1006 GMT January 17, 2022
The American foreign policy establishment is complex and has many layers. Foreign policy in the United States, as in other countries, is presumed to promote its national interests. However, the nature of the state-society relations in the United States allows for many different layers of forces and influences in shaping foreign policy objectives and outcomes.
The presence of thousands of pressure groups and lobbyists assures their access to the helms of power in the country. The populace with vast, guaranteed civil rights and liberties can also interact and influence politicians and decision-makers through open debates, campaign donations, and the public and social media.
Nevertheless, the public opinion-makers (top three to five percent of the populace) and the abundance of money injection into the political process have a strong sway over the formation of public opinion in domestic and foreign affairs.
The American Middle Eastern policy in the post-Cold War era has hitherto merely replaced its anti-communist rhetoric and policy with ‘the war on terror,’ while maintaining the policy of support for Israel and the authoritarian Arab states and securing effective control over the flow of oil to its allies in Europe and Asia. The Obama administration’s Iran nuclear agreement (JCPOA) was a tactical move to allay concerns of Israel and Arab states about Iran’s nuclear activities.
The Trump administration’s ideological leaning and interest lent itself to the motto, ‘America First.’ For the religious conservatives and political right, it promised a return to the more traditional American values to confront the ‘excesses of neoliberalism.’ The liberal drive for Equality, Diversity, and Inclusivity (EDI) has challenged the traditional conservative values of self-help, family, religion, liberty, and limited government.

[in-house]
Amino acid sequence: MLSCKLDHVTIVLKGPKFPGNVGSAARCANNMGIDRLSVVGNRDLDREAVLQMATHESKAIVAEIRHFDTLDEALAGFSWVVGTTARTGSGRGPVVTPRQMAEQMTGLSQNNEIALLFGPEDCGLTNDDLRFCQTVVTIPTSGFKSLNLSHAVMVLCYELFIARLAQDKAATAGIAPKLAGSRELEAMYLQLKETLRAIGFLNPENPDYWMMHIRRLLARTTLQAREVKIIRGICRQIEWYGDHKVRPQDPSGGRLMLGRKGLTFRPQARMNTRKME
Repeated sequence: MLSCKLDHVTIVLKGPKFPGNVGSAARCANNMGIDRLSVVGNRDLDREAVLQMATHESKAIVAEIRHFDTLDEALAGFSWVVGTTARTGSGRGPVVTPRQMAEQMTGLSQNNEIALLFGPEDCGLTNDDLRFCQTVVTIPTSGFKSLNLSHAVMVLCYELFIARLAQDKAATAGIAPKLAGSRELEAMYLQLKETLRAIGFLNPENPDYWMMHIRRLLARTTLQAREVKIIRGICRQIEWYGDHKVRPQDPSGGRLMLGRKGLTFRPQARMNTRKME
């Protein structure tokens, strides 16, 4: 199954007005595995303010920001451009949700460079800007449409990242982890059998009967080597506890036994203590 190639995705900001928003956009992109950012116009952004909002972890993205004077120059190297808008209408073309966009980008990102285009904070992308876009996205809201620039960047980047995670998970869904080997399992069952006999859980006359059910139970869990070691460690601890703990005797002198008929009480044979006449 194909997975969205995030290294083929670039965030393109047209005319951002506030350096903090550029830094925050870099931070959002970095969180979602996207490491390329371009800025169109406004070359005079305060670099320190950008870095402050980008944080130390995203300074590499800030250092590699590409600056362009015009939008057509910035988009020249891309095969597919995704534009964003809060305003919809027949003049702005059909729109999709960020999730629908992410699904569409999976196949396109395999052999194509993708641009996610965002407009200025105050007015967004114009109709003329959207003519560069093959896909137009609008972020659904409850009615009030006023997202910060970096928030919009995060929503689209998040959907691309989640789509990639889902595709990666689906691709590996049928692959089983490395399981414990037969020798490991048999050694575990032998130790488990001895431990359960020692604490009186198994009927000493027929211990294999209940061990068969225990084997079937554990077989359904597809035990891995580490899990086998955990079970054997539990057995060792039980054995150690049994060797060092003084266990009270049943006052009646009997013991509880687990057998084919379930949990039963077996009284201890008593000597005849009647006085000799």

Trump’s message of ‘economic nationalism,’ and ‘America First’ resonated well with the religious and political right, albeit there was his questionable personal devotion and dedication to the Evangelicals. Trump owed his rise to power to the Evangelicals, the Christian right, and the neoconservatives. In foreign policy, ‘American exceptionalism’ and its ‘indispensable power’ implied the continuing American leadership on the global stage.
So, U.S. support of Israel became even more pronounced in Washington’s Middle Eastern policy. Trump’s pandering to the oil-rich, authoritarian Arab states also supplemented his and his followers’ stance on Israel that also countered the “Iranian menace.”
Trump’s withdrawal from the JCPOA fell nicely within his administration’s ideological and sociopolitical vision.
President Biden’s Middle East policy may tactically differ from Trump’s, but the United States’ strategic concerns in the region remain the same. Biden has thus far continued with the general direction of the Trump administration. The protection of Israel as an ally and a strategic military outpost remains a core part of U.S. Middle East policy.
As such, the Biden administration will continue to pursue U.S. strategic interests in the region to take advantage of the ‘threat of a nuclear Iran,’ in order to continue with its historical, post-WWII policy.
The U.S. has successfully exploited the Soviet (and Russian) threat, the Arab-Israeli wars, and now the Iranian threat to facilitate its military buildup, arms sales, and direct and indirect covert and overt interventions in the region.
The U.S. withdrawal from Afghanistan, Iraq, and Syria simply implies fewer military personnel on the ground, but not less engagement. True, the Pivot to Asia remains high on the Biden agenda, but carbon-energy-abundant Russia, and energy-dependent-China, as well as their political ambitions beyond their respective regions stretch into the Middle East and are of strategic concern to the United States.
* Ali Abootalebi is a professor of political science at the University of Wisconsin-Eau Claire.